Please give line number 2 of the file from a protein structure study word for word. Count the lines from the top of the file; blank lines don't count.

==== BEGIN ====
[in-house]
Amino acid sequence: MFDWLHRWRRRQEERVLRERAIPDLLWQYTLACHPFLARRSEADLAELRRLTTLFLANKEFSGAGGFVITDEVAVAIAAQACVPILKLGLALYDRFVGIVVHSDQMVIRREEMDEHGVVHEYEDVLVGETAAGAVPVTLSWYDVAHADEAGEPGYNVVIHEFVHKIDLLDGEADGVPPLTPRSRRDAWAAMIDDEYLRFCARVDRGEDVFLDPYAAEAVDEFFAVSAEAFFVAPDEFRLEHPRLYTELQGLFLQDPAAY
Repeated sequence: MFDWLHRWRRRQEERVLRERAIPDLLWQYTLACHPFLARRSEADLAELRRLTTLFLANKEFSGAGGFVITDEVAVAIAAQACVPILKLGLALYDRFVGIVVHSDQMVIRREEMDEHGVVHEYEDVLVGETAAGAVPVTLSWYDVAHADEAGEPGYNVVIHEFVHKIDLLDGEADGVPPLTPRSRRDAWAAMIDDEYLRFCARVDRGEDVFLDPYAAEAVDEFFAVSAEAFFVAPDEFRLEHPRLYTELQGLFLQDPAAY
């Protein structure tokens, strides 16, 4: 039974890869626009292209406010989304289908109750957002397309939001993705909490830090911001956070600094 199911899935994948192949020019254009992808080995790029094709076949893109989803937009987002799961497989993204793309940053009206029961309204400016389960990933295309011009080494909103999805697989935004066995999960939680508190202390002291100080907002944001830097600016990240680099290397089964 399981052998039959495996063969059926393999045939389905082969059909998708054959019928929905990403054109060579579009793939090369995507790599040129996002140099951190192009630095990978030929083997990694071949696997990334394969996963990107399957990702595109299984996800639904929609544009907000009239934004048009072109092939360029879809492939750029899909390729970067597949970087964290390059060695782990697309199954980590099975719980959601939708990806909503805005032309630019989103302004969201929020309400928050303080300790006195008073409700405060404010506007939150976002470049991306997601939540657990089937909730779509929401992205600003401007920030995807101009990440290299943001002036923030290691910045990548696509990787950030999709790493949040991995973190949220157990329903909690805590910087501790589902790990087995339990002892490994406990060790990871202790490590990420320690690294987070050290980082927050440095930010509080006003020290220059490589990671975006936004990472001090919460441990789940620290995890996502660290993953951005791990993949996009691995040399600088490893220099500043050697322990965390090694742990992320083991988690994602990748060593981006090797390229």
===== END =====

Amino acid sequence: MFDWLHRWRRRQEERVLRERAIPDLLWQYTLACHPFLARRSEADLAELRRLTTLFLANKEFSGAGGFVITDEVAVAIAAQACVPILKLGLALYDRFVGIVVHSDQMVIRREEMDEHGVVHEYEDVLVGETAAGAVPVTLSWYDVAHADEAGEPGYNVVIHEFVHKIDLLDGEADGVPPLTPRSRRDAWAAMIDDEYLRFCARVDRGEDVFLDPYAAEAVDEFFAVSAEAFFVAPDEFRLEHPRLYTELQGLFLQDPAAY